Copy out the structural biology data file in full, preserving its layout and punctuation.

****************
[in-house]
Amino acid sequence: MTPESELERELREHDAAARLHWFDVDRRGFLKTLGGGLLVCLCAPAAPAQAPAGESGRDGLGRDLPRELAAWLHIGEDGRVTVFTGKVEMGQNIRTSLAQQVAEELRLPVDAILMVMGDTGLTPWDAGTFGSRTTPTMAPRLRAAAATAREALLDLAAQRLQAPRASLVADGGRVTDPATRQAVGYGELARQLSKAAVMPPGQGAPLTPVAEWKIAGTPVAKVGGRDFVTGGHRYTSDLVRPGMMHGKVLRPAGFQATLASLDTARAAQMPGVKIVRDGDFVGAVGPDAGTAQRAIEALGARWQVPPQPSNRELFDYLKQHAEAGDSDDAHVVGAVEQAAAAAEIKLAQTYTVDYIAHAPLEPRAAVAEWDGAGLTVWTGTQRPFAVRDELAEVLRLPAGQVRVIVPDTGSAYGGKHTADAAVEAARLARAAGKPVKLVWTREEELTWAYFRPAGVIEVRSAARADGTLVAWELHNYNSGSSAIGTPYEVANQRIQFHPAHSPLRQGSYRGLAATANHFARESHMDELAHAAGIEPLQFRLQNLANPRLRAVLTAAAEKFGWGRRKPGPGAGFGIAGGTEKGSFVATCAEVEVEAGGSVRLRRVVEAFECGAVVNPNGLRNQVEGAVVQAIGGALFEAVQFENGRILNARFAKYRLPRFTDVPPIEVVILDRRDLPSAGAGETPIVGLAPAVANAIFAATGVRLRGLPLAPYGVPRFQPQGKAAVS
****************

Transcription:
[in-house]
Amino acid sequence: MTPESELERELREHDAAARLHWFDVDRRGFLKTLGGGLLVCLCAPAAPAQAPAGESGRDGLGRDLPRELAAWLHIGEDGRVTVFTGKVEMGQNIRTSLAQQVAEELRLPVDAILMVMGDTGLTPWDAGTFGSRTTPTMAPRLRAAAATAREALLDLAAQRLQAPRASLVADGGRVTDPATRQAVGYGELARQLSKAAVMPPGQGAPLTPVAEWKIAGTPVAKVGGRDFVTGGHRYTSDLVRPGMMHGKVLRPAGFQATLASLDTARAAQMPGVKIVRDGDFVGAVGPDAGTAQRAIEALGARWQVPPQPSNRELFDYLKQHAEAGDSDDAHVVGAVEQAAAAAEIKLAQTYTVDYIAHAPLEPRAAVAEWDGAGLTVWTGTQRPFAVRDELAEVLRLPAGQVRVIVPDTGSAYGGKHTADAAVEAARLARAAGKPVKLVWTREEELTWAYFRPAGVIEVRSAARADGTLVAWELHNYNSGSSAIGTPYEVANQRIQFHPAHSPLRQGSYRGLAATANHFARESHMDELAHAAGIEPLQFRLQNLANPRLRAVLTAAAEKFGWGRRKPGPGAGFGIAGGTEKGSFVATCAEVEVEAGGSVRLRRVVEAFECGAVVNPNGLRNQVEGAVVQAIGGALFEAVQFENGRILNARFAKYRLPRFTDVPPIEVVILDRRDLPSAGAGETPIVGLAPAVANAIFAATGVRLRGLPLAPYGVPRFQPQGKAAVS